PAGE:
 Other companies now getting on board with volunteer animal welfare
programs
LAWS AND REGULATIONS
 The 28 Hour Law
 Mandates that animals being transported be given food and water after
28 hours
 Originally defined to only be by rail; only in 2005 did the USDA finally
agree to extend the law to trucking
 Humane Methods of Slaughter Act 1958
 Mandates stunning before slaughter
 Excludes rabbits and poultry from protection
 Food Safety and Inspection Service (FSIS) enforces the Act
 Very few inspectors for all of the facilities in the US
LEGISLATIVE CHANGES
 Whether through typical legislative channels or as a result of a
ballot initiative, several states have enacted laws that are
concerned with farm animal welfare. Most require that farm
animals be given a certain amount of space.
 The broadest of all the laws is California’s Prevention of Farm
Animal Cruelty Act (Prop 2), passed in 2008, which “prohibits
the cruel confinement of farm animals in a manner that does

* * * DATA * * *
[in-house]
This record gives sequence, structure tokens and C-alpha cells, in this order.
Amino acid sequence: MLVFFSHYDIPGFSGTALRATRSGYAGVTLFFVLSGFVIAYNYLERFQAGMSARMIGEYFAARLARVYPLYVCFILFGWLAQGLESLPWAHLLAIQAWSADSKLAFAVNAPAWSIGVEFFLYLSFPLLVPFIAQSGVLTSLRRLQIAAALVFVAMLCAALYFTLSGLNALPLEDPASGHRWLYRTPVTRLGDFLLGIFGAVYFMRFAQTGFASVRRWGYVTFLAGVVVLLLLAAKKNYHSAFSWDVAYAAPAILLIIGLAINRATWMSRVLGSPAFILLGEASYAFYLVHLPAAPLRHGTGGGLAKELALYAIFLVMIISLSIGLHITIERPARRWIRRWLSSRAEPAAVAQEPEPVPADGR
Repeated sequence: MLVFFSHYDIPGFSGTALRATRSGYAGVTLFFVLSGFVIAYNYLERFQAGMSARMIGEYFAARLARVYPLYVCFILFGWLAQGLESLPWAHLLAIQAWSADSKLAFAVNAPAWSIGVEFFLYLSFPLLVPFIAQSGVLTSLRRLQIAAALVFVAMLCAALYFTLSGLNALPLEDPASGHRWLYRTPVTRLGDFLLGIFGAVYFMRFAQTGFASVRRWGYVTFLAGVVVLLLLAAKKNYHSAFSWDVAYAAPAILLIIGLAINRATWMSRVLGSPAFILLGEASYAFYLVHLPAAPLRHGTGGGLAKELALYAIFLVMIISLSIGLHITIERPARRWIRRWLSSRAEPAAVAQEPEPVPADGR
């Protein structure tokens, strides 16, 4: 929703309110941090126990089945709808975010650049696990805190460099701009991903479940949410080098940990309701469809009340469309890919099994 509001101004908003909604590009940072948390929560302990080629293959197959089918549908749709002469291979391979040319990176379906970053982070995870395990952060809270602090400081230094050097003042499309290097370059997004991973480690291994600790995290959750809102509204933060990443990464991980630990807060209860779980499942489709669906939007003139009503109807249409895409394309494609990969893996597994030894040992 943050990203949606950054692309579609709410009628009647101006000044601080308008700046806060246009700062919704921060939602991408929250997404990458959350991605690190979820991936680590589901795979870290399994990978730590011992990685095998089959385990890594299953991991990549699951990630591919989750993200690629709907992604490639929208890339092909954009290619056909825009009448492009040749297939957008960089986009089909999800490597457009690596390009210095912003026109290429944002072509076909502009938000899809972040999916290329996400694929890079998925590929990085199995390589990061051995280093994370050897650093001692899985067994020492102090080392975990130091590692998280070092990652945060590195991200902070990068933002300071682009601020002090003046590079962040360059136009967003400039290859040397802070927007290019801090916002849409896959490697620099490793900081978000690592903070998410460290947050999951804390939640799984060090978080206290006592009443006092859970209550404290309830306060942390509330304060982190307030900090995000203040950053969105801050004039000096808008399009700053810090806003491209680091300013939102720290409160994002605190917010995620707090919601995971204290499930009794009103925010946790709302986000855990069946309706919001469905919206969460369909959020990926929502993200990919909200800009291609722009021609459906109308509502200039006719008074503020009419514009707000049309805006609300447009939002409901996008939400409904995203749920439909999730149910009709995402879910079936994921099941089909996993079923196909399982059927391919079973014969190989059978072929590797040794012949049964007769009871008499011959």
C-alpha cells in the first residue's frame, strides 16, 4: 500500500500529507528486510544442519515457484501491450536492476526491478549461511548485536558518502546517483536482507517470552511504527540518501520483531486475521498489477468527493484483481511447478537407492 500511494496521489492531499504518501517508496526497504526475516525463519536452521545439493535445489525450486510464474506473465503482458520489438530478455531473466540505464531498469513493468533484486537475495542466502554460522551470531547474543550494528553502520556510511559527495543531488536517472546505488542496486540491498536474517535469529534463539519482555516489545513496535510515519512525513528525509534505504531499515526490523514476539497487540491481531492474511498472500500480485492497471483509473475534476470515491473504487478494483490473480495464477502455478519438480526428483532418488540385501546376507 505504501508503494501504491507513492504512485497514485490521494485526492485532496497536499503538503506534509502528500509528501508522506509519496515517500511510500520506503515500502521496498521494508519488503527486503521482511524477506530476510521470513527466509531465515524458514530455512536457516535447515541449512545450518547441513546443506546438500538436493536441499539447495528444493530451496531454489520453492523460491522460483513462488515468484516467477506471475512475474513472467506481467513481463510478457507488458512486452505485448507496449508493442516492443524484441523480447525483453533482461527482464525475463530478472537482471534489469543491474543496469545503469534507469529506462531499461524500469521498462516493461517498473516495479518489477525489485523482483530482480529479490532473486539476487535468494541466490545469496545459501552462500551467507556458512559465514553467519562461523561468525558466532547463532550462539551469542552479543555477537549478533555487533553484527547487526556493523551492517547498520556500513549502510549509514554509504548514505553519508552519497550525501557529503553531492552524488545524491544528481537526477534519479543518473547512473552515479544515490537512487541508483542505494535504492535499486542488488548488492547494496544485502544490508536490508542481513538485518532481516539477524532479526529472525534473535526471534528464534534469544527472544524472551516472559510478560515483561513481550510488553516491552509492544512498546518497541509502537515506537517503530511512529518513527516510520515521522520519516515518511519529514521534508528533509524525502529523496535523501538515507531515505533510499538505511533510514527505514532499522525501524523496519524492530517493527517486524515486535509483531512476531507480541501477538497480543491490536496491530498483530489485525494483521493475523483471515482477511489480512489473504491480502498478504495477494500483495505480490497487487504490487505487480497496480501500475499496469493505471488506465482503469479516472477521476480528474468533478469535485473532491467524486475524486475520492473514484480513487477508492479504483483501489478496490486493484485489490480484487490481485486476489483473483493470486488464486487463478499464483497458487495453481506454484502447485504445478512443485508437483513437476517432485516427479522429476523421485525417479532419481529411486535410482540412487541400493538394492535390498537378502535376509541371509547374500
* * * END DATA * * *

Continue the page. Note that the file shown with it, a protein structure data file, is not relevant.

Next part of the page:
not allow them to turn around freely, lie down, stand up, and
fully extend their limbs.”
 It applies to all farm animals, including veal calves, chickens,
and pigs: all of the animals who are generally kept in
conditions that prevent lying down or moving around.
 Essentially bans veal crates, gestation crates and battery
cages
HEALTH IMPLICATIONS OF MEAT EATING
 Meat consumption is correlated with a whole host of human health
problems.
 Food is contaminated at the slaughterhouse, where rapid line speeds
increase the exposure of meat to feces, causing dangerous bacteria
and viruses to enter the meat supply.
 Each year, US meat producer s use 24.6 million pounds of antibiotics
for healthy animals alone, resulting in antibiotic resistance in
humans.
 Meat consumption is also correlated with higher rates of cancer,
hear t disease, and osteoporosis.
 The most sensational factor y farm -related illnesses are mad cow
disease, swine flu, and avian influenza, which have captured
headlines and captivated public attention.